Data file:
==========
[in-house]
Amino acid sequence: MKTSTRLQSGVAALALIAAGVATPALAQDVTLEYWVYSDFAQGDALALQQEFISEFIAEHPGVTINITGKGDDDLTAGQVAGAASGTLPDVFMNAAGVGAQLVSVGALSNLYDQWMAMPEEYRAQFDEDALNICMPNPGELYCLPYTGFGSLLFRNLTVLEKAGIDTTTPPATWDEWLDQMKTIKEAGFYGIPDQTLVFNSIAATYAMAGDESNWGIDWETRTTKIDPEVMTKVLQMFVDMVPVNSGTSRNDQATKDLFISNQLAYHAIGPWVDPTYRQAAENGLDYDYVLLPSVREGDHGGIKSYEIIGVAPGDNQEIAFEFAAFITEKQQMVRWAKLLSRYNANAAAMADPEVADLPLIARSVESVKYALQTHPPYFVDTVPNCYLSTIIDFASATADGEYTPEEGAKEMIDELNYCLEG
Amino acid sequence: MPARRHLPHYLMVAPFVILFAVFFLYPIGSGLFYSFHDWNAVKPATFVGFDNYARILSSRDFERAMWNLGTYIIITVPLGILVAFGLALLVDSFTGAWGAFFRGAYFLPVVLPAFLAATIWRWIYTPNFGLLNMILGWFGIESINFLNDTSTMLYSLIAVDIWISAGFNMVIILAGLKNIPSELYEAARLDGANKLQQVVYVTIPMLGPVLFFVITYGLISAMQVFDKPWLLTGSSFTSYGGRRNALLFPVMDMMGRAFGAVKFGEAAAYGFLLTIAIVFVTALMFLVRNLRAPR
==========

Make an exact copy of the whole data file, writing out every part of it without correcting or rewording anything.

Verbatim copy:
[in-house]
Amino acid sequence: MKTSTRLQSGVAALALIAAGVATPALAQDVTLEYWVYSDFAQGDALALQQEFISEFIAEHPGVTINITGKGDDDLTAGQVAGAASGTLPDVFMNAAGVGAQLVSVGALSNLYDQWMAMPEEYRAQFDEDALNICMPNPGELYCLPYTGFGSLLFRNLTVLEKAGIDTTTPPATWDEWLDQMKTIKEAGFYGIPDQTLVFNSIAATYAMAGDESNWGIDWETRTTKIDPEVMTKVLQMFVDMVPVNSGTSRNDQATKDLFISNQLAYHAIGPWVDPTYRQAAENGLDYDYVLLPSVREGDHGGIKSYEIIGVAPGDNQEIAFEFAAFITEKQQMVRWAKLLSRYNANAAAMADPEVADLPLIARSVESVKYALQTHPPYFVDTVPNCYLSTIIDFASATADGEYTPEEGAKEMIDELNYCLEG
Amino acid sequence: MPARRHLPHYLMVAPFVILFAVFFLYPIGSGLFYSFHDWNAVKPATFVGFDNYARILSSRDFERAMWNLGTYIIITVPLGILVAFGLALLVDSFTGAWGAFFRGAYFLPVVLPAFLAATIWRWIYTPNFGLLNMILGWFGIESINFLNDTSTMLYSLIAVDIWISAGFNMVIILAGLKNIPSELYEAARLDGANKLQQVVYVTIPMLGPVLFFVITYGLISAMQVFDKPWLLTGSSFTSYGGRRNALLFPVMDMMGRAFGAVKFGEAAAYGFLLTIAIVFVTALMFLVRNLRAPR